Copenhagen quantum theory claims to be complete. That claim stems from the fact that all of validated predictions of classical physical theory can deduced from it, together with a host of quantum predictions, many validated, and none known to fail. Bohr argues that all possible predictions pertaining to connections between outcomes of human observations of the devices that probe atomic systems are obtainable from Copenhagen quantum theory. Von Neumann quantum theory encompasses, in principle, all of the prediction of Copenhagen quantum theory. It postulates, for each observer, that each increment in his knowledge is connected to a corresponding ‘reduction’ of the state of his brain: the new reduced state is obtained from the old state by eliminating all parts that are incompatible with his new knowledge. This rule is a direct application, at the level of the brain of the observer, of the rule that Copenhagen quantum theory applies at the level of the measuring device, and the equivalence is the two formulations arises from the causal connection that is needed to eﬀect a good observation. But von Neumann quantum theory gives, in principle, much more than Copenhagen quantum theory can. By providing an objective description of the entire history of the universe, rather than merely rules connecting human observations, von Neumann’s theory provides a quantum framework for cosmological and biological evolution. And by including the body and brain of the observer as well as his knowledge, and also the dynamical laws that connects these two realities, the theory provides a coherent framework for understanding the relationship between mind and matter [16]. Von Neumann’s rules are, of course, expressed in neat mathematical form. [See Box 1] —————————————————————— Box 1: von Neumann Quantum Theory The evolving state of the universe is represented by an operator S(t).

5

The state of any subsystem, b, is represented by Sb (t) = T rb S(t), where T rb stands for the partial trace over all variables other than those that deﬁne the subsystem b. The system S(t) evolves between reductions via the equation S(t + ∆t) = exp(−iH∆t)S(t) exp(+iH∆t), where H is the energy operator. Each reduction is associated with a quantum information processor b and a projection operator P that acts like the identity on all degrees of freedom other than those that deﬁne b. The reduction proceeds in two steps. First a question is posed by the processor. This is represented by the von Neumann process I: if S(t − 0) is the limit of S(t′ ) as t′ approaches t from below then S(t) = P S(t − 0)P + (1 − P )S(t − 0)(1 − P ). Then nature chooses an answer, P = 1 or P = 0, according to the rule S(t + 0) = P S(t)P with probability T rP S(t)/T rS(t), or S(t + 0) = (1 − P )S(t)(1 − P ) otherwise. ——————————————————————Reconciliation with Relativity von Neumann quantum theory gives a logically simple mathematical description of an evolving physical world that is linked to human experiences by speciﬁed dynamical equations. But there is one major problem: reconciliation with the theory of relativity. This problem arises from the fact that von Neumann formulated his theory in the nonrelativistic approximation. The problem has two parts. The ﬁrst is resolved by simply replacing the nonrelativistic theory used by von Neumann with relativistic quantum ﬁeld theory. To deal with the link to human knowledge, and hence to the predictions of Copenhagen quantum theory, one needs to consider human brains. 6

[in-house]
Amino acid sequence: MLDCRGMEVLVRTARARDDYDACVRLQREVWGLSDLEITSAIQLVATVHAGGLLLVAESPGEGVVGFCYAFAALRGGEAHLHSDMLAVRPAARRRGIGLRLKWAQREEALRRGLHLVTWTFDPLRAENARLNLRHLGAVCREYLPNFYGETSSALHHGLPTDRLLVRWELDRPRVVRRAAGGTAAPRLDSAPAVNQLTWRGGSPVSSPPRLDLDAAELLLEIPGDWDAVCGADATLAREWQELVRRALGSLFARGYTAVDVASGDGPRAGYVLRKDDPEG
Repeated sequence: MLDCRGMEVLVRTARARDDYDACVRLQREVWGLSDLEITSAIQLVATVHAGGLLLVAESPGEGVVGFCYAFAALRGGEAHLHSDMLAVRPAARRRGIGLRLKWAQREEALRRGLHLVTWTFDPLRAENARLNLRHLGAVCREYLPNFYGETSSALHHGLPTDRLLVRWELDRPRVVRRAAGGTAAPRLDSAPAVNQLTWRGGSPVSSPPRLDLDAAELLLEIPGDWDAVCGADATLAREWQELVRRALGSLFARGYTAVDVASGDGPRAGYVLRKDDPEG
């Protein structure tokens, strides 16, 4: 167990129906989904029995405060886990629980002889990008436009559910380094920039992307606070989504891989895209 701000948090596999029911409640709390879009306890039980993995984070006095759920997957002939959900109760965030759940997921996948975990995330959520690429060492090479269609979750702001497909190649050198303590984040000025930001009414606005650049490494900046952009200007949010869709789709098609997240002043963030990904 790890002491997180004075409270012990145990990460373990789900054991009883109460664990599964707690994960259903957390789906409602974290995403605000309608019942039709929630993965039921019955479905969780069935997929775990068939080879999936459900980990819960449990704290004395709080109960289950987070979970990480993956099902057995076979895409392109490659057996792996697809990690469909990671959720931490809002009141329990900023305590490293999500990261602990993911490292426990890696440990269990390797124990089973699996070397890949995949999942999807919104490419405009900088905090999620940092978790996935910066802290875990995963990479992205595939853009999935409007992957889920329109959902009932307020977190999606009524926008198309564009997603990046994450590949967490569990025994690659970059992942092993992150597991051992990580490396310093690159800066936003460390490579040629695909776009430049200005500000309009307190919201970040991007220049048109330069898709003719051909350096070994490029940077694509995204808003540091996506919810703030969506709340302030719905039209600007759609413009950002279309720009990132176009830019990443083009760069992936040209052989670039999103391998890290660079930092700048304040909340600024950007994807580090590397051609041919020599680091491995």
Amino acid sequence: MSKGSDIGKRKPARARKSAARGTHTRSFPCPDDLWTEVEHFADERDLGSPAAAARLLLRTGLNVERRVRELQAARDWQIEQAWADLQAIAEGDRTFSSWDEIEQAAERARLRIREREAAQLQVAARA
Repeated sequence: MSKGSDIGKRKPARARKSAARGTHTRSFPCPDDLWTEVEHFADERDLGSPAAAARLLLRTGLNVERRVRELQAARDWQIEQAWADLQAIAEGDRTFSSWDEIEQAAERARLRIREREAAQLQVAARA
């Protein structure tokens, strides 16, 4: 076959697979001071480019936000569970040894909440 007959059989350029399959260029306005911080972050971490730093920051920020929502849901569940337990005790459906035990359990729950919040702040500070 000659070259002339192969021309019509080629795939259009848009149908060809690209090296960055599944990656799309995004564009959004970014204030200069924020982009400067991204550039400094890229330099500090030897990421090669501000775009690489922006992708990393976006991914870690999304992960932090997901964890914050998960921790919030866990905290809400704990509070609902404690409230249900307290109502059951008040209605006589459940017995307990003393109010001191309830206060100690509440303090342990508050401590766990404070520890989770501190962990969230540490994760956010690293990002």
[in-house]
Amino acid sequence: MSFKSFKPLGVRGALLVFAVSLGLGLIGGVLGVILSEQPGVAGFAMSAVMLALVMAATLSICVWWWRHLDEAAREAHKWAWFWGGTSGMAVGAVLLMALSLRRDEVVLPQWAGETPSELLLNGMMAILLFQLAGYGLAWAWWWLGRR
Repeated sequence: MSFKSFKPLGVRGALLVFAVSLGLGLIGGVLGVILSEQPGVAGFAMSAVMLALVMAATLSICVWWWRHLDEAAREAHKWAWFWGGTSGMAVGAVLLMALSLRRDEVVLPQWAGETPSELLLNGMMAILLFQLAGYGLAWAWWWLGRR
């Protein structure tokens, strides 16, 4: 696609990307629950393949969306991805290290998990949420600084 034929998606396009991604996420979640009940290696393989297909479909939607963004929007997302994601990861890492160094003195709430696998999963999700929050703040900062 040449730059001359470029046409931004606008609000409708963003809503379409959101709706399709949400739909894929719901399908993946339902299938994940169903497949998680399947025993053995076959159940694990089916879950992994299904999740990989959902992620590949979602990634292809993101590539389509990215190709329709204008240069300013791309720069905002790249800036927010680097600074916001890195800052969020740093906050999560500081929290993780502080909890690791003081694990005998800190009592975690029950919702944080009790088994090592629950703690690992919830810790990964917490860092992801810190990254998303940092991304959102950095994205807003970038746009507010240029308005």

Quantum electrodymamics is the relevant ﬁeld theory, and the pertinent energy range is that of atomic and molecular interactions. I shall assume that whatever high-energy theory eventually prevails in quantum physics, it will reduce to quantum electrodynamics in this regime. The second problem is this: von Neumann’s theory is built on the Newtonian concept of the instants of time, ‘now’, each of which extends over all space. The evolving state of the universe S(t) is deﬁned to be the state of the entire universe at the instant of time t. The formulations of relativistic quantum ﬁeld theories by Tomonaga [17] and Schwinger [18] have corresponding spacelike surfaces σ. As Pauli once strongly emphasized to me, these surfaces, while they may give a certain aura of relativistic invariance, do not diﬀer signiﬁcantly from the constant-time surfaces that appear in the nonrelativistic approximation. Indeed, all eﬀorts to eliminate from quantum theory this preferred status of time have proved futile. To obtain a relativistic version of von Neumann’s theory one needs to identify von Neumann’s constant-time surfaces with certain special spacelike surfaces σ of the formulations of Tomonaga and Schwinger. To achieve an objective quantum theory of reality theory, these preferred instants now must be objective features of nature. Giving special physical status to a particular sequence of spacekike surfaces runs counter to certain ideas spawned by the theory of relativity. However, the astronomical data [19] indicates that there is a preferred sequence of ‘nows’ that deﬁne spacelike surfaces in which, for the early universe, matter was distributed almost uniformly in density, mean local velocity, and temperature. I shall assume that there is a preferred advancing sequence of spatial surfaces, and that in the early universe these surfaces are deﬁned by the cosmologically preferred frame. Nonlocality and Relativity This theory immediately accounts for the faster-than-light transfer of information that seems to be entailed by the nonlocality experiments: the 7